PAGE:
People like cause and effect. People misuse reasoning tools to find and rationalize the causes of stock price changes. Price is, at best, an approximation of value and at any time there may be many factors involved in its creation.
The recent market meltdown is an interesting study in psychology. How does it happen that people misinterpret price signals?
Let’s look at some factors about how things work so far.
- Daily stock market results do not create a normal distribution. (Bell curve) It is like a bell curve that is skinny in the middle and lumpy at the extremes. If you use statistical analysis that pretends it is a normal distribution you will have occasional strange results.
- The lumpy part on the gain side of the chart is greed. The lump on the left is fear.
- Greed and fear are not fundamental to the value of a business but they are fundamental to the price of its stock.
- Apple closed business on 21 August at $111 making the company worth $632 Billion. Perhaps they made some colossal mistake over the weekend because it opened Monday at $92 for a market value of $524 billion. Managers cannot make $100 billion mistakes so possibly the subjective fear in the hearts of traders is to blame.
- In Apple’s case, it was back to $112 by noon Thursday. That recovered the $100 billion plus $6 billion more. Managers are not that smart. Again the pricing mechanism causes the change. Greed in this case. Apple, as a business, did not change in those 6 days.
If a stock buyer or seller is driven by signals from the amygdala, the primitive brain, the part that governs fight and flight, should we expect higher brain, rational outcomes? Probably not. So what to do?
Notice that a stock has two pricing mechanisms.
- The lizard brain mechanism that thrives on emotion, incomplete information and the activity of the crowds.
- The rational mechanism that relates to the nature of the business, its products, its management, its financing, and its industry, all assessed against the backdrop of the world’s economy.
Method 2) is difficult and demanding work. Method 1) is easy. Which do you suppose was applied over the weekend of 22 and 23 August?
If you sold Apple at the open on Monday morning and bought back at the open on Thursday when the fear had subsided, you would have lost 18% of your money. Clearly, the investigate, then buy and hold method would have served you better.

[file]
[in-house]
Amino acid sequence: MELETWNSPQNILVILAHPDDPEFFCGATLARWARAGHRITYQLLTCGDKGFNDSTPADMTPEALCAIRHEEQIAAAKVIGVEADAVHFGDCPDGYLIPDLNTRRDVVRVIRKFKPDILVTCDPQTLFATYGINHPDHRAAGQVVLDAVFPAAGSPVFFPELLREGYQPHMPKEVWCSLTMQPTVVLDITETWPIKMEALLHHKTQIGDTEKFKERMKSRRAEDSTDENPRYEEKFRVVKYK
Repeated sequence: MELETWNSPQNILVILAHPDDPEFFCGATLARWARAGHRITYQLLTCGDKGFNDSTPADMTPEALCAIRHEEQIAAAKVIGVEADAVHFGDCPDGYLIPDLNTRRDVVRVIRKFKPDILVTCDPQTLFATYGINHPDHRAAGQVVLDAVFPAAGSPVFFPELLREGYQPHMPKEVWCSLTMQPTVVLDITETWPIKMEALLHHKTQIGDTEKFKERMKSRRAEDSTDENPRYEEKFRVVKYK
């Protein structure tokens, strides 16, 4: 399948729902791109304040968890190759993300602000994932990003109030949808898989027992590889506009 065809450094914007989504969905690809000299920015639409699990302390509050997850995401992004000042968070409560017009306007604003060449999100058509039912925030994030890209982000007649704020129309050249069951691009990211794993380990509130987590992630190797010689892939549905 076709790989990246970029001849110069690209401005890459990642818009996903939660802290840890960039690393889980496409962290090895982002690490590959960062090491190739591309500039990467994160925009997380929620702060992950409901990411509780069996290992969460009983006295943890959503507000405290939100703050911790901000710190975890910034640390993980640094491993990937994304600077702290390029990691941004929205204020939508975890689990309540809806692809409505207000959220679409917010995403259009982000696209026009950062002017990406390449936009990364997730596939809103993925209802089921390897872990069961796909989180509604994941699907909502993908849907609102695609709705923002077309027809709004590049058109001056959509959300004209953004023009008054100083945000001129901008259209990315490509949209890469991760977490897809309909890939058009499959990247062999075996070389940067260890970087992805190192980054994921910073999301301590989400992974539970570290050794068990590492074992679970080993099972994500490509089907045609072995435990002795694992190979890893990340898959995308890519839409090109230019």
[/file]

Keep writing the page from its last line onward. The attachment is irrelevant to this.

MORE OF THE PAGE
There is an enormous amount of information that points to buy and hold as the proper methodology for most investors.
The short game can make money too but those that play the short game need some skills:
- To have information sooner than all the others,
- To have accurate information,
- To know what the information means,
- To understand how the others will relate to that information once they discover it,
- To accurately estimate the speed with which the others will act,
- To themselves act correctly twice. Getting in and getting out of the position.
I have a seen only a single person with most of those skills. The application of them, while generally profitable, was not without spectacular failures.
Buy and Hold seems to work, but it is hard work and boring. The other techniques of “Shuck and Dive”, “Run and Hide”, “Duck and Cover” may not fulfill your purpose.
Few are able to make money based on better information, sooner and with an understanding of how people will react to it. Price is therefore, a poor indicator of value. If you understand value, then price can help you. Sell to the greedy at high prices and buy from the fearful when low.
But, you do need to know what the real value is and you need someone to talk you in off the ledge when the others become irrational.
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Don Shaughnessy is a retired partner in an international public accounting firm and is now with The Protectors Group, a large personal insurance, employee benefits and investment agency in Peterborough Ontario.